Friday, 27 January 2012

Wedding Bolero Part 1

My sister's wedding bolero was definitely a labour of love. Thinking about it now, I can't believe I agreed to REMOVE something from my sister's very expensive wedding dress. I knew I could make the bolero, but detaching the sash was not fun, and my heart was thumping away. When I first suggested making the bolero my intention was to unpick the sash from the waist band, and hem. The hem was simple enough. It was essentially tacked to the bottom of the dress at each corner of the sash. These were easily unpicked, and the embroidery and beading on the dress continued under the sash so there was no unsightly empty patch remaining. The problem occurred at the waistband. When I looked at the dress in the shop, it was needless to say fairly brief, and with my sister standing in the dress, not very detailed, I certainly couldn't look inside. When we brought it home (1 week before the wedding!!!) and I looked at the waistband I realised that not only would I have to unpick the lining inside the dress (I should have realised this), but that the sash was sewn into the zipper at the centre back, not the side of the zipper as I had assumed. Aaagh! The dress was also very heavy as there is lots of fabic, beading and embroidery. I was very reluctant to unpick any of the waistband where the skirt was attached to the bodice, as I knew there was a lot of strain on this seam. And unpicking, and redoing the zipper was a big no-no. Especially with the lace/gauze overlay. No way. And only having a week to make it in, I didn't have the luxury of time which would be required.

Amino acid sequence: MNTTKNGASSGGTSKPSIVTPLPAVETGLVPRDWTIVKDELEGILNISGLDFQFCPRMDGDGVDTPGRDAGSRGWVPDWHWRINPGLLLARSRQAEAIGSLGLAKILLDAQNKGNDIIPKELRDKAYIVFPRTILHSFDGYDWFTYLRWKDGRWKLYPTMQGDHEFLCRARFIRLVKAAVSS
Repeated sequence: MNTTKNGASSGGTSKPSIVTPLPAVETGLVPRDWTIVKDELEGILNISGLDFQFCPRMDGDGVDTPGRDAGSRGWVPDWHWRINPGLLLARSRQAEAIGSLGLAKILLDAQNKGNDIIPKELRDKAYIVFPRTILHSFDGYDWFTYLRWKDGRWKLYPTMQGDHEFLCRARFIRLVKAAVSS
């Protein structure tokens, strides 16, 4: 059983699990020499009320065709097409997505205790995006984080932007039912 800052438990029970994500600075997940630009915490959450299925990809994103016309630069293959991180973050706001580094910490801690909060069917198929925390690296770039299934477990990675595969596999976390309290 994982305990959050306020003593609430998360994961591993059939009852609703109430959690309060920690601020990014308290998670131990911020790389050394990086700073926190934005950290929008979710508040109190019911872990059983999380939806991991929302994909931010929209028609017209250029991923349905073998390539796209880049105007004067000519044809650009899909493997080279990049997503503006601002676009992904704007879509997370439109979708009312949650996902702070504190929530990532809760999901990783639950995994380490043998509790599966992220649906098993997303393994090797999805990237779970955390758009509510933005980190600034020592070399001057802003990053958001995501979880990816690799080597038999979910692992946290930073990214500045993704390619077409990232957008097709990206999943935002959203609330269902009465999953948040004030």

The waistband of the bodice extended down over the waist seam, and was a about 2 inches wide. I realised that I would have to CUT the sash away, as near to the seam line as I could get. CUT it! Scissors and wedding dresses are a petrifying mix. I swear I could hear myself breathing as bit by bit I removed the sash. Its not perfect, but the remains of the sash aren't visible as the waistband conceals it. The next step was unpicking the sash so that I knew exactly how much fabric I had to work with. I was in a hurry at the time so I don't have the proper pictures, but here's a shot of the underside of the sash, and some of the left over fabric from the top side to give you some idea what I had to work with.

The sash was made from a heavy cream bridal satin. The top side also had silver embroidery and beadwork. Here's a close up of one of the motifs.

Ok, that will have to do for now. Next part, making the muslins!

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